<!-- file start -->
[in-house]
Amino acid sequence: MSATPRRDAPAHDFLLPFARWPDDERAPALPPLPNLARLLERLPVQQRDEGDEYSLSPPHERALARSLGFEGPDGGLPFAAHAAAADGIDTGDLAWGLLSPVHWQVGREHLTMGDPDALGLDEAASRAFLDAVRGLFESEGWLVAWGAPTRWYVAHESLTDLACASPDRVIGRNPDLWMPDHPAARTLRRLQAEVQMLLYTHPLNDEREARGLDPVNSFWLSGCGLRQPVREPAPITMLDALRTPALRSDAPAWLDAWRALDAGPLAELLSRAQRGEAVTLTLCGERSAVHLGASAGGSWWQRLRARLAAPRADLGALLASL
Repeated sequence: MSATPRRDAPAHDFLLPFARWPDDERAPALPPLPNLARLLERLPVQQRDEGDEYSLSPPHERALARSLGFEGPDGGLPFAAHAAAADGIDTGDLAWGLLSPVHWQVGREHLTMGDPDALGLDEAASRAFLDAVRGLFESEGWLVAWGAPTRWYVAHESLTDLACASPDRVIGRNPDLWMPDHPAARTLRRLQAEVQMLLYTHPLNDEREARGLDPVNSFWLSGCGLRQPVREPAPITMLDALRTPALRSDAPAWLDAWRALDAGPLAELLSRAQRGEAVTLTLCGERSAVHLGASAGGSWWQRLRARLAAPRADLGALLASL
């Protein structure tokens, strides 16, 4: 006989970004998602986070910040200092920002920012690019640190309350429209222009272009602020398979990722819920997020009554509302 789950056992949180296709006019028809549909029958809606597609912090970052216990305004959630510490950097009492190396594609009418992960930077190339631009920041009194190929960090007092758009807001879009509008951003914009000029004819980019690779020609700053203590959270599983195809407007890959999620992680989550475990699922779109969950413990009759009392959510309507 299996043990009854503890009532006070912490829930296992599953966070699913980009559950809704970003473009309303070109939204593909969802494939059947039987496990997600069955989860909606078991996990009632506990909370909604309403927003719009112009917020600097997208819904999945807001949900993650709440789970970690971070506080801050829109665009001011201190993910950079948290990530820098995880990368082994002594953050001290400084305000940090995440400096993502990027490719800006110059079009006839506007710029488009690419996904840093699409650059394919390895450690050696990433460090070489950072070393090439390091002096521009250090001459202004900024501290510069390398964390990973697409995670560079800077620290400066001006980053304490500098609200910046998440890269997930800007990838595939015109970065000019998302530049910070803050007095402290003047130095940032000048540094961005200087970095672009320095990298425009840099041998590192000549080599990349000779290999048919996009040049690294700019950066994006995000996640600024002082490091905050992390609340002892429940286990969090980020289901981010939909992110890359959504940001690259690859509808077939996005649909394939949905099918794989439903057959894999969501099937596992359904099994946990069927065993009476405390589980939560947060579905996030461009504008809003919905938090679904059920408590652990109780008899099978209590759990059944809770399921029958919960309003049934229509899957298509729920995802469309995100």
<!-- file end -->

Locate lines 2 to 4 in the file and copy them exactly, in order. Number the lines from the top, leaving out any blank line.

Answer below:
Amino acid sequence: MSATPRRDAPAHDFLLPFARWPDDERAPALPPLPNLARLLERLPVQQRDEGDEYSLSPPHERALARSLGFEGPDGGLPFAAHAAAADGIDTGDLAWGLLSPVHWQVGREHLTMGDPDALGLDEAASRAFLDAVRGLFESEGWLVAWGAPTRWYVAHESLTDLACASPDRVIGRNPDLWMPDHPAARTLRRLQAEVQMLLYTHPLNDEREARGLDPVNSFWLSGCGLRQPVREPAPITMLDALRTPALRSDAPAWLDAWRALDAGPLAELLSRAQRGEAVTLTLCGERSAVHLGASAGGSWWQRLRARLAAPRADLGALLASL
Repeated sequence: MSATPRRDAPAHDFLLPFARWPDDERAPALPPLPNLARLLERLPVQQRDEGDEYSLSPPHERALARSLGFEGPDGGLPFAAHAAAADGIDTGDLAWGLLSPVHWQVGREHLTMGDPDALGLDEAASRAFLDAVRGLFESEGWLVAWGAPTRWYVAHESLTDLACASPDRVIGRNPDLWMPDHPAARTLRRLQAEVQMLLYTHPLNDEREARGLDPVNSFWLSGCGLRQPVREPAPITMLDALRTPALRSDAPAWLDAWRALDAGPLAELLSRAQRGEAVTLTLCGERSAVHLGASAGGSWWQRLRARLAAPRADLGALLASL
């Protein structure tokens, strides 16, 4: 006989970004998602986070910040200092920002920012690019640190309350429209222009272009602020398979990722819920997020009554509302 789950056992949180296709006019028809549909029958809606597609912090970052216990305004959630510490950097009492190396594609009418992960930077190339631009920041009194190929960090007092758009807001879009509008951003914009000029004819980019690779020609700053203590959270599983195809407007890959999620992680989550475990699922779109969950413990009759009392959510309507 299996043990009854503890009532006070912490829930296992599953966070699913980009559950809704970003473009309303070109939204593909969802494939059947039987496990997600069955989860909606078991996990009632506990909370909604309403927003719009112009917020600097997208819904999945807001949900993650709440789970970690971070506080801050829109665009001011201190993910950079948290990530820098995880990368082994002594953050001290400084305000940090995440400096993502990027490719800006110059079009006839506007710029488009690419996904840093699409650059394919390895450690050696990433460090070489950072070393090439390091002096521009250090001459202004900024501290510069390398964390990973697409995670560079800077620290400066001006980053304490500098609200910046998440890269997930800007990838595939015109970065000019998302530049910070803050007095402290003047130095940032000048540094961005200087970095672009320095990298425009840099041998590192000549080599990349000779290999048919996009040049690294700019950066994006995000996640600024002082490091905050992390609340002892429940286990969090980020289901981010939909992110890359959504940001690259690859509808077939996005649909394939949905099918794989439903057959894999969501099937596992359904099994946990069927065993009476405390589980939560947060579905996030461009504008809003919905938090679904059920408590652990109780008899099978209590759990059944809770399921029958919960309003049934229509899957298509729920995802469309995100």